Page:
17. Ibid.
    18. Ibid., 31.
    19. Sarafzadeh, 1.
    20. Mohammad Ghannaee Arani et al, “Ibn Sina’s (Avicenna) Contributions in the Treatment of Traumatic Injuries,” Trauma Mon 17 (2012): 301-304, http://www.ncbi.nlm.nih.gov/pmc/articles/PMC3860635/.
    21. Masic, 993-1000.
    22. UNESCO, Ethics of Science and Technology, 7.
    23. Ibrahim Madkur, “Al Shifa: the World in a Book, The Unesco Courier. October, 1980. http://unesdoc.unesco.org/images/0007/000747/074765eo.pdf. (p. 27)
    24. Muhamed S. Asimov, “Avicenna-Ibn Sina: A Universal Genius”, The Unesco Courier. October, 1980. http://unesdoc.unesco.org/images/0007/000747/074765eo.pdf. (p. 4).
    25. Ibn Sina and al Juzjani, 83 (footnote).
    26. O’Connor and Robertson, under Avicenna Biography.
    27. Sarrafzadeh, 1.
    28. Ibn Sina and al Juzjani, 43.
    29. O’Connor and Robertson, under Avicenna Biography.
    30. Masic, 993-1000.
    31. Ibn Sina and al Juzjani, 51-53.
    32. O’Connor and Robertson, under Avicenna Biography.
    33. Ibid.
    34. Asimov, 4.
    35. UNESCO, Ethics of Science and Technology, 12-13.
    36. Ibid., 5.
    37. Asimov, 4.
    38. Ibn Sina and al Juzjani, 33-35.
    39. “Milestones in a Restless Life,” The Unesco Courier. October, 1980. http://unesdoc.unesco.org/images/0007/000747/074765eo.pdf. (pg 12).
    40. Ibn Sina and al Juzjani, 89.
    41. Asimov, 8.
    42. The United Nations Educational, Scientific and Cultural Organization, “The Works of Ibn Sina in the Sϋleymaniye Manuscript Library Today”, accessed February 22, 2014, http://www.unesco.org/new/en/communication-and-information/flagship-project-activities/memory-of-the-world/register/full-list-of-registered-heritage/registered-heritage-page-8/the-works-of-ibn-sina-in-the-sueleymaniye-manuscript-library/.
    43. Ibid.
    44. Ibid.
    45. UNESCO, Ethics of Science and Technology, 7.
    46. Ibid., 6-7.
    47. O’Connor and Robertson, under Avicenna Biography.
    48. Masic, 993-1000.
    49. UNESCO, Ethics of Science and Technology, 7.
    50. Masic, 993-1000.
    51. Ibid.
    52. Ibid.
    53. Ibid.
    54. Avicenna, The Canon of Medicine (al-Qanun fi al-Tibb), trans. O. Cameron Gruner, in A Treatise on the Canon of Medicine of Avicenna, (New York: Random House, [1914] 1983) (London: AMS Press, [1930] 1973), http://archive.org/stream/AvicennasCanonOfMedicine/9670940-Canon-of-Medicine_djvu.txt. (under “Introductory words”)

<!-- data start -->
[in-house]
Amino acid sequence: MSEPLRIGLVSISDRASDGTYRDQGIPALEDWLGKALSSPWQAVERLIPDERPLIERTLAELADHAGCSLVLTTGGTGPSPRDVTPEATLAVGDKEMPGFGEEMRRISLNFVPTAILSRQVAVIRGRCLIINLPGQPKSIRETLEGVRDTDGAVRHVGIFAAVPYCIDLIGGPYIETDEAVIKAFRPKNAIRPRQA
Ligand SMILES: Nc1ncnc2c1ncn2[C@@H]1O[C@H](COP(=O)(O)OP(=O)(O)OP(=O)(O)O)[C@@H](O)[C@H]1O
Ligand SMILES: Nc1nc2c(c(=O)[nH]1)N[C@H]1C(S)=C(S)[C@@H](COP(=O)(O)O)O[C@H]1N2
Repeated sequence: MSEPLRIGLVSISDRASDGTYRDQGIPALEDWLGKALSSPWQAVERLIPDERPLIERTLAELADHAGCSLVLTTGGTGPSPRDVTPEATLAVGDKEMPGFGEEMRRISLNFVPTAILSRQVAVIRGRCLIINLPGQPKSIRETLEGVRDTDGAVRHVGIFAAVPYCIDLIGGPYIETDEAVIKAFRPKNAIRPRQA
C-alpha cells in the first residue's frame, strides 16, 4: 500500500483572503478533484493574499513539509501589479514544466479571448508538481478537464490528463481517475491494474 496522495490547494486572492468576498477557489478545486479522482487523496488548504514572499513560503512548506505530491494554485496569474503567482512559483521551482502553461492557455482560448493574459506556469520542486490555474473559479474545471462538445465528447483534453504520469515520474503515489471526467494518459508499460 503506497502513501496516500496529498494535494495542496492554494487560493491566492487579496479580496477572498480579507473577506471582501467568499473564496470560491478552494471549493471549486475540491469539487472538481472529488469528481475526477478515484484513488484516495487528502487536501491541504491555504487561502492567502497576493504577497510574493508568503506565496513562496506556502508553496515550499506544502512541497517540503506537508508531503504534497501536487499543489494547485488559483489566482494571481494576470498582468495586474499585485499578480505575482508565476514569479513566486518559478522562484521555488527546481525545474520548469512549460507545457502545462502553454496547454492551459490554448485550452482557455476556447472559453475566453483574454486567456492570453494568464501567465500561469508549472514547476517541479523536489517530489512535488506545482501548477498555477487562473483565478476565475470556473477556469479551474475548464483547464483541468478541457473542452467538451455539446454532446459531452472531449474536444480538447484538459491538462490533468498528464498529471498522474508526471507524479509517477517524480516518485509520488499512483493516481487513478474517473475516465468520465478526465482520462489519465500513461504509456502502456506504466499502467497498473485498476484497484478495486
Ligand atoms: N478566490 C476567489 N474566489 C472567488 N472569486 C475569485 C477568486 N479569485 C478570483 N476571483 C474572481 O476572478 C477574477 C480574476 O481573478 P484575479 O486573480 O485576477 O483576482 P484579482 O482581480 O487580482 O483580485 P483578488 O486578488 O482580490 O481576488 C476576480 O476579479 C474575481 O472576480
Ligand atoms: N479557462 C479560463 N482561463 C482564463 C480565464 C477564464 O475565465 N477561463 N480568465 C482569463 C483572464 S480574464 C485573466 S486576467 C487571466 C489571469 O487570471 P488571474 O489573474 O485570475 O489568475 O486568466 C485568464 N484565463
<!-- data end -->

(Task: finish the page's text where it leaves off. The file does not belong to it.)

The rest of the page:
55. Masic, 993-1000.
    56. Ibid.
    57. Daniel J. Boorstin, The Discoverers, (New York: Random House, [1914] 1983), 346, http://m.friendfeed-media.com/9ab0b7509bc67ddd3bcc7e331e804d8bff11a0c7.
    58. Arani, 301-304.
    59. Osama A. Tashani and Mark I. Johnson, “Avicenna’s Concept of Pain,” Libyan J Med 5 (2010): doi: 10.3402/ljm.v5i0.5253.
    60. Masic, 993-1000.
    61. UNESCO, Ethics of Science and Technology, 6.
    62. Osler, Chapter III.
    63. Masic, 993-1000.
    64. New World Encyclopedia, s.v. “Paracelsus,” last modified April 3, 2008, URL: http://www.newworldencyclopedia.org/p/index.php?title=Paracelsus&oldid=687265 (under “Life”).
    65. Encyclopaedia Britannica, s.v. “Avicenna,” last modified Jan 31, 2014, URL: http://www.britannica.com/EBchecked/topic/45755/Avicenna. (under “Assessment”).
    66. Ibid.
    67. John Urquhart, letter to the editor, British Medical Journal 332 (2006): 120, http://www.ncbi.nlm.nih.gov/pmc/articles/PMC1326980/pdf/bmj3320120b.pdf.

 


 

SHIREEN RAFEEQ, MBBS, MPH, MSc, is a medical doctor specialized in public health and nutrition.  She grew up in a family steeped in arts and literature and then found herself living with military precision, travelling all over the country (and abroad) due to her husband’s assignments as an Air Force officer.

 

Highlighted in Frontispiece Winter 2015 – Volume 7, Issue 1

Hektorama  | Physicians of note